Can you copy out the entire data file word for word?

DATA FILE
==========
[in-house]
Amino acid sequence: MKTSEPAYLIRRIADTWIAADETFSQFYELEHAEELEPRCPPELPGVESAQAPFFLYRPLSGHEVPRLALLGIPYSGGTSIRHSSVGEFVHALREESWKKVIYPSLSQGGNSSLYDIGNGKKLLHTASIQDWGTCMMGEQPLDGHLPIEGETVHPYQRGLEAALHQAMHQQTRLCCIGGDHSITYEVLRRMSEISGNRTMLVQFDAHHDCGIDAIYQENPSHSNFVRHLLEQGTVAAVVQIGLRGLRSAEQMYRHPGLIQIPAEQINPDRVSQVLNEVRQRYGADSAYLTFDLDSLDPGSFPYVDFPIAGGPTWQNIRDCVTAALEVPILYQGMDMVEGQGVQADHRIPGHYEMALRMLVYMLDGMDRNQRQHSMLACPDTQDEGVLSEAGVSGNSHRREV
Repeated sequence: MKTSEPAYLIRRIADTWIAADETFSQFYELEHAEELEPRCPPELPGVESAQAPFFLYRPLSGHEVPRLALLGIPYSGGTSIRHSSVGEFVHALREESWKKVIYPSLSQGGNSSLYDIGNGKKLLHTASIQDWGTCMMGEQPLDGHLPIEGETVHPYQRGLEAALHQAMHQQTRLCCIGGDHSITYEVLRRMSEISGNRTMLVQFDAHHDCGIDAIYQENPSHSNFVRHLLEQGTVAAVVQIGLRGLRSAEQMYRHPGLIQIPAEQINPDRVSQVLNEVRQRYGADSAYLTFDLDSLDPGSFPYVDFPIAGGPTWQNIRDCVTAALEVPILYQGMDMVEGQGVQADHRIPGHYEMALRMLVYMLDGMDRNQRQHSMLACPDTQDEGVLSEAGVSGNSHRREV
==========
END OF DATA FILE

[in-house]
Amino acid sequence: MKTSEPAYLIRRIADTWIAADETFSQFYELEHAEELEPRCPPELPGVESAQAPFFLYRPLSGHEVPRLALLGIPYSGGTSIRHSSVGEFVHALREESWKKVIYPSLSQGGNSSLYDIGNGKKLLHTASIQDWGTCMMGEQPLDGHLPIEGETVHPYQRGLEAALHQAMHQQTRLCCIGGDHSITYEVLRRMSEISGNRTMLVQFDAHHDCGIDAIYQENPSHSNFVRHLLEQGTVAAVVQIGLRGLRSAEQMYRHPGLIQIPAEQINPDRVSQVLNEVRQRYGADSAYLTFDLDSLDPGSFPYVDFPIAGGPTWQNIRDCVTAALEVPILYQGMDMVEGQGVQADHRIPGHYEMALRMLVYMLDGMDRNQRQHSMLACPDTQDEGVLSEAGVSGNSHRREV
Repeated sequence: MKTSEPAYLIRRIADTWIAADETFSQFYELEHAEELEPRCPPELPGVESAQAPFFLYRPLSGHEVPRLALLGIPYSGGTSIRHSSVGEFVHALREESWKKVIYPSLSQGGNSSLYDIGNGKKLLHTASIQDWGTCMMGEQPLDGHLPIEGETVHPYQRGLEAALHQAMHQQTRLCCIGGDHSITYEVLRRMSEISGNRTMLVQFDAHHDCGIDAIYQENPSHSNFVRHLLEQGTVAAVVQIGLRGLRSAEQMYRHPGLIQIPAEQINPDRVSQVLNEVRQRYGADSAYLTFDLDSLDPGSFPYVDFPIAGGPTWQNIRDCVTAALEVPILYQGMDMVEGQGVQADHRIPGHYEMALRMLVYMLDGMDRNQRQHSMLACPDTQDEGVLSEAGVSGNSHRREV